Precision therapy for immune tolerance
Autoimmune diseases, such as multiple sclerosis (MS), result from a breach of immunological self-tolerance and tissue damage by autoreactive T lymphocytes. Current treatments can cause systemic immune suppression and side effects such as increased risk of infections. Krienke et al. designed a messenger RNA vaccine strategy that lacks adjuvant activity and delivers MS autoantigens into lymphoid dendritic cells. This approach expands a distinct type of antigen-specific effector regulatory T cell that suppresses autoreactivity against targeted autoantigens and promotes bystander suppression of autoreactive T cells against other myelin-specific autoantigens. In mouse models of MS, the vaccine delayed the onset and reduced the severity of established disease without showing overt symptoms of general immune suppression.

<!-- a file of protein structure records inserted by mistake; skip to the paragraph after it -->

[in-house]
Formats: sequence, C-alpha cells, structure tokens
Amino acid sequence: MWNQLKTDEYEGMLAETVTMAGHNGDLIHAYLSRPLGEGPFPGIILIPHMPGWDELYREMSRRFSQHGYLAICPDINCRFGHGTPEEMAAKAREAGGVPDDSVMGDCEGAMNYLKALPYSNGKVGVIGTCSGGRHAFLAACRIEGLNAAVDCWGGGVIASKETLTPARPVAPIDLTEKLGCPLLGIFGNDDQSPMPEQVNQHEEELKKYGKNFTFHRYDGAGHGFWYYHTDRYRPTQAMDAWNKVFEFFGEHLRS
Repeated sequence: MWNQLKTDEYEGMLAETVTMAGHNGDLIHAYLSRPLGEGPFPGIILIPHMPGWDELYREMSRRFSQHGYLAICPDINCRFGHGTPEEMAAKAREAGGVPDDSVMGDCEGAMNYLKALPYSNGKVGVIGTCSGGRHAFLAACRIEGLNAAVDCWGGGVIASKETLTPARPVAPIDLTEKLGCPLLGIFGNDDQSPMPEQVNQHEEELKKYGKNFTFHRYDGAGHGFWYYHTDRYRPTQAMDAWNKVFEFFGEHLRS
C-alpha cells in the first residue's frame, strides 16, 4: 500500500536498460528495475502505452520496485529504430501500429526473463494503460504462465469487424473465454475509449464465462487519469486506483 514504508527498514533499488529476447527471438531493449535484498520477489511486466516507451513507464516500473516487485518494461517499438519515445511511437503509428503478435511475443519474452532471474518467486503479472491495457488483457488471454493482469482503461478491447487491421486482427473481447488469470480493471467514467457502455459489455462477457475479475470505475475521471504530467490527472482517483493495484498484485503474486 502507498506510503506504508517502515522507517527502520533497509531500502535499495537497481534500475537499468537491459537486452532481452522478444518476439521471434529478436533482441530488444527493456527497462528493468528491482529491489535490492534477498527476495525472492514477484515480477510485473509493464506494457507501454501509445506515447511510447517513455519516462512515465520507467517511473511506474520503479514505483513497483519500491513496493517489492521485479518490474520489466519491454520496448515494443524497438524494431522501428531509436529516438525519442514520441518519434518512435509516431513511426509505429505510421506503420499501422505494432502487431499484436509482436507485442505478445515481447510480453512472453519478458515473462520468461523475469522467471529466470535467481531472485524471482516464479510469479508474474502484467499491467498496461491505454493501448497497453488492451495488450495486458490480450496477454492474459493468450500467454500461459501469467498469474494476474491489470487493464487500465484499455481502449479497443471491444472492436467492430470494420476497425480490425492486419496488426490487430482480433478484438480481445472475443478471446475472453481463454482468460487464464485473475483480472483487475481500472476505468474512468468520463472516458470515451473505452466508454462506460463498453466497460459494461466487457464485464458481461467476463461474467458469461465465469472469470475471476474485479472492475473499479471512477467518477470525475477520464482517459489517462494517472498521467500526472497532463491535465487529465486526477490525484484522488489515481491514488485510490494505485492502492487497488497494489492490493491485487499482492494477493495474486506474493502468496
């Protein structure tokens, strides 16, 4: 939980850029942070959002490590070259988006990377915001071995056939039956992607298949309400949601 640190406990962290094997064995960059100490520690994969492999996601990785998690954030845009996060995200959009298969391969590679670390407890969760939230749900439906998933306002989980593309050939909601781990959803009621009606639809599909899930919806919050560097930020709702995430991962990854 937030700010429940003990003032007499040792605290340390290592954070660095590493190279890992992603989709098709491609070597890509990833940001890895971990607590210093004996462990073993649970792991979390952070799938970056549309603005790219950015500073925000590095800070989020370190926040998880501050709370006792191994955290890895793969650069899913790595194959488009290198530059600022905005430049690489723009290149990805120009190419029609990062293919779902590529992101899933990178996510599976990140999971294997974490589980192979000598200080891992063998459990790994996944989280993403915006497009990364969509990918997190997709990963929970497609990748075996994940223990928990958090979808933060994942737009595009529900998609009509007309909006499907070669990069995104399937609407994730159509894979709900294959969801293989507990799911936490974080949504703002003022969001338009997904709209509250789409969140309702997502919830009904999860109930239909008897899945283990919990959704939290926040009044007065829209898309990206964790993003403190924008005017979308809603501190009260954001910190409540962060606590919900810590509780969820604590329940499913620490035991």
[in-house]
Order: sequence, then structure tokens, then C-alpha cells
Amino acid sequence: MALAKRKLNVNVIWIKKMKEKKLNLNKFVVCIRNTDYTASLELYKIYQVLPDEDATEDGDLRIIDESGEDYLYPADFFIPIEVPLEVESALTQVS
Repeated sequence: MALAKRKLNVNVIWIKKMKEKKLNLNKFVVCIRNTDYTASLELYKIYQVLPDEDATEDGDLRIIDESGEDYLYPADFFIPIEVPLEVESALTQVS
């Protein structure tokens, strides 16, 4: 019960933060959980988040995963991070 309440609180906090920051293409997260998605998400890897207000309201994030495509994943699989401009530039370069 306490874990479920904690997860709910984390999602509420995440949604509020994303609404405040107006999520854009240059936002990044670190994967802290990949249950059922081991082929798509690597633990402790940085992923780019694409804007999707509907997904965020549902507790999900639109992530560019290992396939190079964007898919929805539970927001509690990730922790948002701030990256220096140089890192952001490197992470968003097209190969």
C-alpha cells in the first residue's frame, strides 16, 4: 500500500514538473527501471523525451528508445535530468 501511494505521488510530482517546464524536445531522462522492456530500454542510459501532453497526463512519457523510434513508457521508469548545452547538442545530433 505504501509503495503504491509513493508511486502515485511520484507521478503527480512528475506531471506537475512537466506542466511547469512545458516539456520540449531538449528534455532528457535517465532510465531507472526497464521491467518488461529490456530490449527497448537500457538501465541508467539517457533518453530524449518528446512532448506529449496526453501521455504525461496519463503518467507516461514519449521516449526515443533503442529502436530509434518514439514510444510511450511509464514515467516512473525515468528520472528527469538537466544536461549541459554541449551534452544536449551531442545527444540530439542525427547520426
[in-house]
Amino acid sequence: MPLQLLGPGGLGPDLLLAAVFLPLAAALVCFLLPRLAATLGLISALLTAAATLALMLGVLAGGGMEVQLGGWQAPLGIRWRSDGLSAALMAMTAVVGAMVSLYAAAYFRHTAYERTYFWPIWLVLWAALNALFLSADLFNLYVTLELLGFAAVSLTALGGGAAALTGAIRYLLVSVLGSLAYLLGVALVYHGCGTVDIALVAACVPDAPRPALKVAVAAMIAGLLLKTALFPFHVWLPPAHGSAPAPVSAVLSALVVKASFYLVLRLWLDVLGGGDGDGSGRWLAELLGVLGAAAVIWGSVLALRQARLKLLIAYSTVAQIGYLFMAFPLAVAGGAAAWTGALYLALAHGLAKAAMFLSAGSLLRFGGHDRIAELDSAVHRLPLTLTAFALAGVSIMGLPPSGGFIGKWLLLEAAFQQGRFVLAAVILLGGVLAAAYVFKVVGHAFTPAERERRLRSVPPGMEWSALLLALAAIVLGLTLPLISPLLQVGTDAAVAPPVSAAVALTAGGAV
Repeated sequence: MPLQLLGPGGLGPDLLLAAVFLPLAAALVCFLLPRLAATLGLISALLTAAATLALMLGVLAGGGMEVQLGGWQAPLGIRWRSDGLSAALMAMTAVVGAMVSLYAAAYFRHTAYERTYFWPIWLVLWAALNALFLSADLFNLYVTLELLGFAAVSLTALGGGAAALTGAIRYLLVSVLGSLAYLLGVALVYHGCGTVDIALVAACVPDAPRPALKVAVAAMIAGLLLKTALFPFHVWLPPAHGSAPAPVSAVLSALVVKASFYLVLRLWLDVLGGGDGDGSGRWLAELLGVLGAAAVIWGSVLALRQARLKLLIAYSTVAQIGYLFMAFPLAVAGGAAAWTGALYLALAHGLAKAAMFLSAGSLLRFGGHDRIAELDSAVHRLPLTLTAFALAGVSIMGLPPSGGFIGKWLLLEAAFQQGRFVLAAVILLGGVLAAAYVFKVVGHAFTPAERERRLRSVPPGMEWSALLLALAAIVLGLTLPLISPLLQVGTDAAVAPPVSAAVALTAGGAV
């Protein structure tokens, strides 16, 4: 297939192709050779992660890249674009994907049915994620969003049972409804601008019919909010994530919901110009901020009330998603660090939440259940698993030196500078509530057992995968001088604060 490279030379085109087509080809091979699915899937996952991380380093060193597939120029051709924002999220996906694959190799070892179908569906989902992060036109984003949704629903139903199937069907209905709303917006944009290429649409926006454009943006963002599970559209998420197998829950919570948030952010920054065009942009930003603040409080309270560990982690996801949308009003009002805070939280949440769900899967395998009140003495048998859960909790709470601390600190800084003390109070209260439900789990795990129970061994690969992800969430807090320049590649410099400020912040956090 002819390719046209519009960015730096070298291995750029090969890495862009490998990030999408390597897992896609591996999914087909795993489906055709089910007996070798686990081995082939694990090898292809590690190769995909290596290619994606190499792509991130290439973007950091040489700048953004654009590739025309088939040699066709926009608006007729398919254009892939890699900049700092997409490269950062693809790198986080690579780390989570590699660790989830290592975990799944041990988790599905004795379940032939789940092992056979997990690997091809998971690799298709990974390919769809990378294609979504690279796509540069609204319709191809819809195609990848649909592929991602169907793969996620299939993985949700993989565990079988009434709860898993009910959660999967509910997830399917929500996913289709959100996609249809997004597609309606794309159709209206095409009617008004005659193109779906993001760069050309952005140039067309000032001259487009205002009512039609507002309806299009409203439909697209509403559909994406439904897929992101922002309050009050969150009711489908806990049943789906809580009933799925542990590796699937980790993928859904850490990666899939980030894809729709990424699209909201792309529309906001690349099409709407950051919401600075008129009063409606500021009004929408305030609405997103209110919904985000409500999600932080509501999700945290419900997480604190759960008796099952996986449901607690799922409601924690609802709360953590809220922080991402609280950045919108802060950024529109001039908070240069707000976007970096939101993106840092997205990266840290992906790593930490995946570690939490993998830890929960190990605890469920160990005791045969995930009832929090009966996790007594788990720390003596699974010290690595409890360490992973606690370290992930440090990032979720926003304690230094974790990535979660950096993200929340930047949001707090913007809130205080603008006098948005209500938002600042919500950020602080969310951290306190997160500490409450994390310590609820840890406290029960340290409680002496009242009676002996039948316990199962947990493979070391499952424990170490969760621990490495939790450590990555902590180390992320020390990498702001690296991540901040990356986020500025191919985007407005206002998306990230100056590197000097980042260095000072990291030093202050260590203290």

Science, this issue p. 145
The ability to control autoreactive T cells without inducing systemic immune suppression is the major goal for treatment of autoimmune diseases. The key challenge is the safe and efficient delivery of pharmaceutically well-defined antigens in a noninflammatory context. Here, we show that systemic delivery of nanoparticle-formulated 1 methylpseudouridine-modified messenger RNA (m1Ψ mRNA) coding for disease-related autoantigens results in antigen presentation on splenic CD11c+ antigen-presenting cells in the absence of costimulatory signals. In several mouse models of multiple sclerosis, the disease is suppressed by treatment with such m1Ψ mRNA. The treatment effect is associated with a reduction of effector T cells and the development of regulatory T cell (Treg cell) populations. Notably, these Treg cells execute strong bystander immunosuppression and thus improve disease induced by cognate and noncognate autoantigens.